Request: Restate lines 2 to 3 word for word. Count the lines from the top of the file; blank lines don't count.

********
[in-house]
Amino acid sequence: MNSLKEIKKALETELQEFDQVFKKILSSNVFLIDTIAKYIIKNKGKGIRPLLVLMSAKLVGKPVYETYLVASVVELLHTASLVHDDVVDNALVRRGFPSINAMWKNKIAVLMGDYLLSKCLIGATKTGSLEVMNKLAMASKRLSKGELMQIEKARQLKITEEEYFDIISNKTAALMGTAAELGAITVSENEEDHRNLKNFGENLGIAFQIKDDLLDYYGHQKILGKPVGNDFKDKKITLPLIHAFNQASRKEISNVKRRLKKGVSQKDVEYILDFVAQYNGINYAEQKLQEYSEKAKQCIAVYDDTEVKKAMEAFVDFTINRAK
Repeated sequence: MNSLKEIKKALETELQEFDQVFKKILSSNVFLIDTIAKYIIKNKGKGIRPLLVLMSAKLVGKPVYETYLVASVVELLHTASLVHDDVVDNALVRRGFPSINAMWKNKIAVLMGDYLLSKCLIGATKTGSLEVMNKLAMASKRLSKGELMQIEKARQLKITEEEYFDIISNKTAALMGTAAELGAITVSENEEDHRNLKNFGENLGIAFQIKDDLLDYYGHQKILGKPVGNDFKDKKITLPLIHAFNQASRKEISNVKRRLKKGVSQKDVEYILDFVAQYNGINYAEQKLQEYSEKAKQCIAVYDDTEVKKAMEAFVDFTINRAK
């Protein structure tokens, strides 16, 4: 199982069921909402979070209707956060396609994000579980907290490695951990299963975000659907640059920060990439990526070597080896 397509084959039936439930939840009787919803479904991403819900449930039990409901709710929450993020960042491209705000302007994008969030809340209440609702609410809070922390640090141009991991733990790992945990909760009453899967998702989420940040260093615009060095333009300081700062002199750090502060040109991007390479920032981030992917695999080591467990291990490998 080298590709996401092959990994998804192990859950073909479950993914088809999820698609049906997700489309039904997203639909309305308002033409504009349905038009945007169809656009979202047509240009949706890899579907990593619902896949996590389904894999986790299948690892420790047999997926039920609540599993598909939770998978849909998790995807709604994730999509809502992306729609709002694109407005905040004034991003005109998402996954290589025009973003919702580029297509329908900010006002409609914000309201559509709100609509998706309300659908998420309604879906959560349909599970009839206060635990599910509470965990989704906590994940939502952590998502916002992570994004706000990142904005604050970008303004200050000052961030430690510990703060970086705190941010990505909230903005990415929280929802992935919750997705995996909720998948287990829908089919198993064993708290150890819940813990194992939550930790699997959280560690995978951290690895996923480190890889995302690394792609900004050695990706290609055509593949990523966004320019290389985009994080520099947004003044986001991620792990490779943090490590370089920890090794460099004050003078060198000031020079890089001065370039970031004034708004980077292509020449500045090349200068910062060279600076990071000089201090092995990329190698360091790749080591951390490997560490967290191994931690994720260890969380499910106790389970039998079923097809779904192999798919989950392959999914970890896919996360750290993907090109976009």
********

Amino acid sequence: MNSLKEIKKALETELQEFDQVFKKILSSNVFLIDTIAKYIIKNKGKGIRPLLVLMSAKLVGKPVYETYLVASVVELLHTASLVHDDVVDNALVRRGFPSINAMWKNKIAVLMGDYLLSKCLIGATKTGSLEVMNKLAMASKRLSKGELMQIEKARQLKITEEEYFDIISNKTAALMGTAAELGAITVSENEEDHRNLKNFGENLGIAFQIKDDLLDYYGHQKILGKPVGNDFKDKKITLPLIHAFNQASRKEISNVKRRLKKGVSQKDVEYILDFVAQYNGINYAEQKLQEYSEKAKQCIAVYDDTEVKKAMEAFVDFTINRAK
Repeated sequence: MNSLKEIKKALETELQEFDQVFKKILSSNVFLIDTIAKYIIKNKGKGIRPLLVLMSAKLVGKPVYETYLVASVVELLHTASLVHDDVVDNALVRRGFPSINAMWKNKIAVLMGDYLLSKCLIGATKTGSLEVMNKLAMASKRLSKGELMQIEKARQLKITEEEYFDIISNKTAALMGTAAELGAITVSENEEDHRNLKNFGENLGIAFQIKDDLLDYYGHQKILGKPVGNDFKDKKITLPLIHAFNQASRKEISNVKRRLKKGVSQKDVEYILDFVAQYNGINYAEQKLQEYSEKAKQCIAVYDDTEVKKAMEAFVDFTINRAK